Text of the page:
In looking over the one page list of choices, the clear focus is on the pies. Still, there are a handful of alternatives that will keep you distracted if your heart isn’t set on pizza. From what I’ve read and heard, the wings are pretty solid and the salads will get the job done. However, I have no first hand knowledge of either … we were there for pizza after all.
While we waited, the kindly server suggested an order of garlic bread. It turned out to be a plate of some rather wet garlic knots. They weren’t bad per se, instead, they just didn’t work. The bread itself was a little tougher than I would prefer in my knot and the liquidity of the greasy garlic made it a somewhat unpleasant pick up. The marinara sauce was actually just thinned out pizza sauce. I would have preferred a traditional marinara and some sticks that were less slippery. What we were left with was a pretty basic bread dish that did little to excite my eyes or my stomach.
The pizza process is straightforward, but not without its frustrations. The 14” pies run $15 and the 18” pies run $19. When you start adding toppings, things get real expensive real quick. Premium toppings are significantly more expensive, and somewhat confusing. The regular toppings include nothing but onions, garlic, peppers, basil, and feta. Everything else is considered premium. If you plan on adding more than one topping, you are essentially forced to order a “Specialty” pizza. It’s an illogical system. Between the three of us – two 14” pizzas was unmanageable. And before Spark Plug jumps down my throat for our wimptastic showing, mind you that we are mere mortals and these pizzas are dense.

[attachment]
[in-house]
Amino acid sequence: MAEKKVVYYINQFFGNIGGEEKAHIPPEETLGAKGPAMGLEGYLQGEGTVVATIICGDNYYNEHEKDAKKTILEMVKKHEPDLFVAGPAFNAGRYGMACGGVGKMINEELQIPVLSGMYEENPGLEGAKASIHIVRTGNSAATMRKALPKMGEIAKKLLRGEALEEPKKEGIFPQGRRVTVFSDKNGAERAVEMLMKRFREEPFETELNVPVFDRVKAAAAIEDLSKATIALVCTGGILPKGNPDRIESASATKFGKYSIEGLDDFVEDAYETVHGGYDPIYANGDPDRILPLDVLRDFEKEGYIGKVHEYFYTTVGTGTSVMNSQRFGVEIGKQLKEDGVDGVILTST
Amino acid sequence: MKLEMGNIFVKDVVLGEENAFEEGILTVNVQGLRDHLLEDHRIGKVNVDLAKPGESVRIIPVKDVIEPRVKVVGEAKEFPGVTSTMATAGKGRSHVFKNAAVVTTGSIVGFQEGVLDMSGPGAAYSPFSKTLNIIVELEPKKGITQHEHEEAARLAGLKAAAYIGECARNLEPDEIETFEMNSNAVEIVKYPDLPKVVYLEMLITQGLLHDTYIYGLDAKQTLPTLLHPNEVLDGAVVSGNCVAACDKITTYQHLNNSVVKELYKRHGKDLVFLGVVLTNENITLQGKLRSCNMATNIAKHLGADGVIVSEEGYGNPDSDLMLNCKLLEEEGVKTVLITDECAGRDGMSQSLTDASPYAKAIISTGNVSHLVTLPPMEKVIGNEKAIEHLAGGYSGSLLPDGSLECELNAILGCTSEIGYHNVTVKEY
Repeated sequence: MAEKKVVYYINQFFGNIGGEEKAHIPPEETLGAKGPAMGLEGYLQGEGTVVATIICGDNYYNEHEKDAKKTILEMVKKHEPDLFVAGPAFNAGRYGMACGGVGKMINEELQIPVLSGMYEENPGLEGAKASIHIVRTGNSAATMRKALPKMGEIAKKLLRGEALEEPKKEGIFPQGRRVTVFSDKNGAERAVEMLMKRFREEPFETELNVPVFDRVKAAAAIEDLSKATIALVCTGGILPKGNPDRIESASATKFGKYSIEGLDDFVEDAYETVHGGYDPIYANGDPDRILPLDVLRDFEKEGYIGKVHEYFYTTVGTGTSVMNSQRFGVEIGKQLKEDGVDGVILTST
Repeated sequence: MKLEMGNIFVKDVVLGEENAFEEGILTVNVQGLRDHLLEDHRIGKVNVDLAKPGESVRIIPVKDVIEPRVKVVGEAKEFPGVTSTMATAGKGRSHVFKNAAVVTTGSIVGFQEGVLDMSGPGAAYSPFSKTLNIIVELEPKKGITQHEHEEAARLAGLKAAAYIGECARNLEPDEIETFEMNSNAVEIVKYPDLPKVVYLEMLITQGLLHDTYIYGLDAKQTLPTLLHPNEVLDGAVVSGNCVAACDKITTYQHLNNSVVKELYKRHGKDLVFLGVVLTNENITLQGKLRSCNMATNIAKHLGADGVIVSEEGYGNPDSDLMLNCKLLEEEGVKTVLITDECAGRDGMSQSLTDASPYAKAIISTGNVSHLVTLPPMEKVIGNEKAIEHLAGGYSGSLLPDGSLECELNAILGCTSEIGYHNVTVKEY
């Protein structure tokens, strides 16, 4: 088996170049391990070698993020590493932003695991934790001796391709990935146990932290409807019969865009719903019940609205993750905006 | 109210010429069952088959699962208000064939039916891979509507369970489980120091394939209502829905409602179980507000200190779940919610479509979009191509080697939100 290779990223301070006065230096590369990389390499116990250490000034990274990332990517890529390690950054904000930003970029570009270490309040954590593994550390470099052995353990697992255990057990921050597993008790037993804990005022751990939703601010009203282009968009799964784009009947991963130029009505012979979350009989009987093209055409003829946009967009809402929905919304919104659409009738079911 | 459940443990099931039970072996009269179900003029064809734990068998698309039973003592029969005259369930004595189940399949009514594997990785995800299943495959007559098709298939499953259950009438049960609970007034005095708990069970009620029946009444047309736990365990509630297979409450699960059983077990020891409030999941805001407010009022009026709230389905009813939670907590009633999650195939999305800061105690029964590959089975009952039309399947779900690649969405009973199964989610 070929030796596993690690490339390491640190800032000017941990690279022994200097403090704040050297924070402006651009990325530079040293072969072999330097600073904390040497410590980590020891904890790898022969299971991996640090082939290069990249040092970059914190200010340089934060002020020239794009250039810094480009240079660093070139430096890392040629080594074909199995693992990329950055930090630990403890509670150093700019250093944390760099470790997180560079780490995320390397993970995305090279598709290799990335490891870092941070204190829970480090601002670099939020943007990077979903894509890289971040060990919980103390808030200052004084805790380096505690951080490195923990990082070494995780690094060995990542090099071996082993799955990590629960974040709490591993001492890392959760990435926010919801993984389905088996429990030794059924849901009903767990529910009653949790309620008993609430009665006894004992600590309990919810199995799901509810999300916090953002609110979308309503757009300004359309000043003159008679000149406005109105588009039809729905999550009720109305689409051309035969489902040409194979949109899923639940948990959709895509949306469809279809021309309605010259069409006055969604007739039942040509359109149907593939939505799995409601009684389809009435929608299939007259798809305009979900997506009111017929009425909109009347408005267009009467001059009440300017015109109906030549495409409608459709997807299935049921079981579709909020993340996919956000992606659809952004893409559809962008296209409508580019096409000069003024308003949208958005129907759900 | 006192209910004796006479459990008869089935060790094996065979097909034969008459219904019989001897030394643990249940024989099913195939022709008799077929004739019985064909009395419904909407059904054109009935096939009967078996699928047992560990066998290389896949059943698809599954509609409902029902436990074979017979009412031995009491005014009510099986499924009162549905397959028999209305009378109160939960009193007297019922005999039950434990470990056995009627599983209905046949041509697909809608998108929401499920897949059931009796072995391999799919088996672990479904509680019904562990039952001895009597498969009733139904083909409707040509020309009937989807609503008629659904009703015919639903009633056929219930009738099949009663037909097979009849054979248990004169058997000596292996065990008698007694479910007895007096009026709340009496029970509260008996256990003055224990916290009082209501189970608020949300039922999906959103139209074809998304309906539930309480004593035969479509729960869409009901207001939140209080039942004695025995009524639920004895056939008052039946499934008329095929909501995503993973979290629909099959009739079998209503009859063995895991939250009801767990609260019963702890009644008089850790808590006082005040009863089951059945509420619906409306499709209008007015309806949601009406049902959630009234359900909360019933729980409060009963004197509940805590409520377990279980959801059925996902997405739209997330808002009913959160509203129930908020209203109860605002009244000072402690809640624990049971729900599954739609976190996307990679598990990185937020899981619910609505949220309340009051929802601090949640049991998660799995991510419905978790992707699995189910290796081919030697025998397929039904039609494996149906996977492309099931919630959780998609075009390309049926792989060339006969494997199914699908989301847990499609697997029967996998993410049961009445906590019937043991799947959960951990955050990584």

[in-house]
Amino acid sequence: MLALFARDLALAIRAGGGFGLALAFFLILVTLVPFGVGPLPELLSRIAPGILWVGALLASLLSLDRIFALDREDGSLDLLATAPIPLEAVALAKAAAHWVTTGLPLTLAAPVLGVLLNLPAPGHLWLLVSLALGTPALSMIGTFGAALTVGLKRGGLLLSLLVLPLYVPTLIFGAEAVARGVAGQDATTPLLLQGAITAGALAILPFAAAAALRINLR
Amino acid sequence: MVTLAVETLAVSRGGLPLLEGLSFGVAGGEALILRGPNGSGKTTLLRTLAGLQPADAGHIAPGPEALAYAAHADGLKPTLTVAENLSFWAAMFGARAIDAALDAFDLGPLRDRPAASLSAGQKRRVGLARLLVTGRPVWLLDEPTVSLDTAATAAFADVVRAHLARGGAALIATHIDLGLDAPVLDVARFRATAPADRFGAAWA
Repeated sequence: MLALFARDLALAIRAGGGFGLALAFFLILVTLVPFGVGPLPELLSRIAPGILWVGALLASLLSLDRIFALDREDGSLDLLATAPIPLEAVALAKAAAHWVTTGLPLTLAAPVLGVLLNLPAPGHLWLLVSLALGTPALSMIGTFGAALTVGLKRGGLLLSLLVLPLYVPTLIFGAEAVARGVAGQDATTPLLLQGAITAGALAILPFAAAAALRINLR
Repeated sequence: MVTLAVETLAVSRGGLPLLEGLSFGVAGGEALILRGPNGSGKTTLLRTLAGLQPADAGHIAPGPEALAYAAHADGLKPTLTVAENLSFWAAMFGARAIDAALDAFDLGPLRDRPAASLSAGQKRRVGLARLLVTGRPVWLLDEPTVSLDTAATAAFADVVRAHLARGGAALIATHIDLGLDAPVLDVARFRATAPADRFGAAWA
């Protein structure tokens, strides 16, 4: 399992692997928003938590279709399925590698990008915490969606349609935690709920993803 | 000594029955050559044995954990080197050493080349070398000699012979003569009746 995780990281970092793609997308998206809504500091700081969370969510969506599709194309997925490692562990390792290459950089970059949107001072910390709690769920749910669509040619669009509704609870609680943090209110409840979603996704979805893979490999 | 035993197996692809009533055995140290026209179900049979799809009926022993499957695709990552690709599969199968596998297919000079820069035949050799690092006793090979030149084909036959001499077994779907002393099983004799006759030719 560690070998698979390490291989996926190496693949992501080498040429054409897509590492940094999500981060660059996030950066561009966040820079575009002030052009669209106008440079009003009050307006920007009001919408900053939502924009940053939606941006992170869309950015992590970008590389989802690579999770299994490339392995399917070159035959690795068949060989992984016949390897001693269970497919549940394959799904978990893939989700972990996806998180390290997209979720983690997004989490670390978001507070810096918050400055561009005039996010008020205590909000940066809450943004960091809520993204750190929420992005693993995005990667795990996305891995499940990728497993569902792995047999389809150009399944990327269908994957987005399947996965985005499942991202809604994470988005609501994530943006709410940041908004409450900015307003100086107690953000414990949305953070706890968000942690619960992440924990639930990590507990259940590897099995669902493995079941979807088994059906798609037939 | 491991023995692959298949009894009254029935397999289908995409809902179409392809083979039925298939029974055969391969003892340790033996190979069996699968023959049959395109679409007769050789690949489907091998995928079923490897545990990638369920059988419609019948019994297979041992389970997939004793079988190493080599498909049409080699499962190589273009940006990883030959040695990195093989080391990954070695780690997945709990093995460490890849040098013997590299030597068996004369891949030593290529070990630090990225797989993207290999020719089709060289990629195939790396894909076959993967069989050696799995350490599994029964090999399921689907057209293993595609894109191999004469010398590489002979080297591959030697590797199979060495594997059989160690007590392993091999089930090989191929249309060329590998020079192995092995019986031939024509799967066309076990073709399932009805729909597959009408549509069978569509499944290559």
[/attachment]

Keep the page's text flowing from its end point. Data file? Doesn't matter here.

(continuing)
The order at hand was a bianca (w. Ricotta, mozzarella, parmesan, garlic confit, and basil) and a sausage & goat cheese (joined by mozzarella, roasted red onion, and basil). As with any pizza that borrows from neapolitan ancestry, there will be a soft, somewhat soupy element to some of the pies. This was most certainly the case with the bianca. It was left in the oven a bit too long leaving the edges of the crust charred on the top, spots of the pizza overcooked, and the underside notably dark. Let’s not get our panties in a wad, seconds of cook time can make or break the cooking process, and they aren’t trying to be Antico or V’s. Still, I found the oils in place to be far too pronounced making bites of this pie more difficult than it should be. It was also a heavy pizza, so a slice a slice was particularly filling.
I had a better interaction with the sausage and gorgonzola. This pie was more appropriately charred, and though the pizza still flopped heavily because of the toppings, the heartiness of meats and cheeses was appreciated. Without the slop going on, I was able to spend some time focusing on the crust. It was more dense than some of the other gourmet shops in town, and that’s where the comparisons to D’s and Mellow come in.
While I’m not sure that the price point seems justified, these pizzas seem ideal for those looking for something more Americanized than what is served up at the other gourmet pizza joints in town. Their pies are distinct and identifiable, and that’s a big part of it. Did I love them? No. Did I hate them? No. Instead, I found myself wondering why my pocket was so thin afterwards. In the sea of options now available, Max’s doesn’t seem destination worthy. I wouldn’t think of going there over a handful of other options … but that doesn’t mean they are horrible and that you won’t like them. Next time you’re downtown, give them a look-see. You could do a lot worse!